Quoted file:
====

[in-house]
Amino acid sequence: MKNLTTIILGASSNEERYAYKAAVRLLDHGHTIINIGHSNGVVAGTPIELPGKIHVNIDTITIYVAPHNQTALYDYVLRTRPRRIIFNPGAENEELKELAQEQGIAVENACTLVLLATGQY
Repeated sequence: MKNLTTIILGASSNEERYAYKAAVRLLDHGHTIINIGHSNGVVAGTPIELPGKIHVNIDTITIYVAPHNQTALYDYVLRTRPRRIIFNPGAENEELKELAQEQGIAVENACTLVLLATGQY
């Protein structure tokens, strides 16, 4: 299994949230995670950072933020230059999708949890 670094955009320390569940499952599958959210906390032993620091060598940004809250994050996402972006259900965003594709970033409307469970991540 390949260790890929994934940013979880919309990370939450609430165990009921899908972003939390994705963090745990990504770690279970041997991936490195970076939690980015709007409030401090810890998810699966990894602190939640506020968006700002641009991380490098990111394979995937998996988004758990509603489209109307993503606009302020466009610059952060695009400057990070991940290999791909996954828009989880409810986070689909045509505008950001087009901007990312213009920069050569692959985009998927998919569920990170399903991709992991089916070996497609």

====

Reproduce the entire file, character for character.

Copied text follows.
[in-house]
Amino acid sequence: MKNLTTIILGASSNEERYAYKAAVRLLDHGHTIINIGHSNGVVAGTPIELPGKIHVNIDTITIYVAPHNQTALYDYVLRTRPRRIIFNPGAENEELKELAQEQGIAVENACTLVLLATGQY
Repeated sequence: MKNLTTIILGASSNEERYAYKAAVRLLDHGHTIINIGHSNGVVAGTPIELPGKIHVNIDTITIYVAPHNQTALYDYVLRTRPRRIIFNPGAENEELKELAQEQGIAVENACTLVLLATGQY
């Protein structure tokens, strides 16, 4: 299994949230995670950072933020230059999708949890 670094955009320390569940499952599958959210906390032993620091060598940004809250994050996402972006259900965003594709970033409307469970991540 390949260790890929994934940013979880919309990370939450609430165990009921899908972003939390994705963090745990990504770690279970041997991936490195970076939690980015709007409030401090810890998810699966990894602190939640506020968006700002641009991380490098990111394979995937998996988004758990509603489209109307993503606009302020466009610059952060695009400057990070991940290999791909996954828009989880409810986070689909045509505008950001087009901007990312213009920069050569692959985009998927998919569920990170399903991709992991089916070996497609």